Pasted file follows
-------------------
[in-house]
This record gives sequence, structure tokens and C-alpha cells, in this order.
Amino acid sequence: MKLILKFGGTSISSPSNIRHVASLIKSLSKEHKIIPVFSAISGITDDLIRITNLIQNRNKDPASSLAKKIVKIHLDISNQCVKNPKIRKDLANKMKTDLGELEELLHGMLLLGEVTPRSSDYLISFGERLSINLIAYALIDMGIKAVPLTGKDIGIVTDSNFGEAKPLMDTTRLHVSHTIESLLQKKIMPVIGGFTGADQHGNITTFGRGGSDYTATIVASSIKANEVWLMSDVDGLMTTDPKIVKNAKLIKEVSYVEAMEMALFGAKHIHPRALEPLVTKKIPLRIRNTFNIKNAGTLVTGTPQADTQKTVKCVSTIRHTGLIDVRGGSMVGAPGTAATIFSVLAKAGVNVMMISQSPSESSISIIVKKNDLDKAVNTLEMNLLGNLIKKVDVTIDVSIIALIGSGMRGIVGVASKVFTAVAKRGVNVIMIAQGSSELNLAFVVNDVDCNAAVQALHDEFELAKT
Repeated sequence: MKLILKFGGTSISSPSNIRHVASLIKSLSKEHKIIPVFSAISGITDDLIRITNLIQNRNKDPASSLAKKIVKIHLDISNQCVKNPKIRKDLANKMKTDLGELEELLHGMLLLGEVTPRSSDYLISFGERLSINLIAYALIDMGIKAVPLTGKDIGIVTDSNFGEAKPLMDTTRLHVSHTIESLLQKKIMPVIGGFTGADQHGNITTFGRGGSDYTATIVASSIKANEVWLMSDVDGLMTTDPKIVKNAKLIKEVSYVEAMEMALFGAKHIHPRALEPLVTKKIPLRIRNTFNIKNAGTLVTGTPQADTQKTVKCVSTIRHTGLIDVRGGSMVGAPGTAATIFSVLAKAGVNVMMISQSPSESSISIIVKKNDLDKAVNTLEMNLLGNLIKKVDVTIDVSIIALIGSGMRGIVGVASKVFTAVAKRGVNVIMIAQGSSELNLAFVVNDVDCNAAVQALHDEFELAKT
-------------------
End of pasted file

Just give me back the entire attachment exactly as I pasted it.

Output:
[in-house]
This record gives sequence, structure tokens and C-alpha cells, in this order.
Amino acid sequence: MKLILKFGGTSISSPSNIRHVASLIKSLSKEHKIIPVFSAISGITDDLIRITNLIQNRNKDPASSLAKKIVKIHLDISNQCVKNPKIRKDLANKMKTDLGELEELLHGMLLLGEVTPRSSDYLISFGERLSINLIAYALIDMGIKAVPLTGKDIGIVTDSNFGEAKPLMDTTRLHVSHTIESLLQKKIMPVIGGFTGADQHGNITTFGRGGSDYTATIVASSIKANEVWLMSDVDGLMTTDPKIVKNAKLIKEVSYVEAMEMALFGAKHIHPRALEPLVTKKIPLRIRNTFNIKNAGTLVTGTPQADTQKTVKCVSTIRHTGLIDVRGGSMVGAPGTAATIFSVLAKAGVNVMMISQSPSESSISIIVKKNDLDKAVNTLEMNLLGNLIKKVDVTIDVSIIALIGSGMRGIVGVASKVFTAVAKRGVNVIMIAQGSSELNLAFVVNDVDCNAAVQALHDEFELAKT
Repeated sequence: MKLILKFGGTSISSPSNIRHVASLIKSLSKEHKIIPVFSAISGITDDLIRITNLIQNRNKDPASSLAKKIVKIHLDISNQCVKNPKIRKDLANKMKTDLGELEELLHGMLLLGEVTPRSSDYLISFGERLSINLIAYALIDMGIKAVPLTGKDIGIVTDSNFGEAKPLMDTTRLHVSHTIESLLQKKIMPVIGGFTGADQHGNITTFGRGGSDYTATIVASSIKANEVWLMSDVDGLMTTDPKIVKNAKLIKEVSYVEAMEMALFGAKHIHPRALEPLVTKKIPLRIRNTFNIKNAGTLVTGTPQADTQKTVKCVSTIRHTGLIDVRGGSMVGAPGTAATIFSVLAKAGVNVMMISQSPSESSISIIVKKNDLDKAVNTLEMNLLGNLIKKVDVTIDVSIIALIGSGMRGIVGVASKVFTAVAKRGVNVIMIAQGSSELNLAFVVNDVDCNAAVQALHDEFELAKT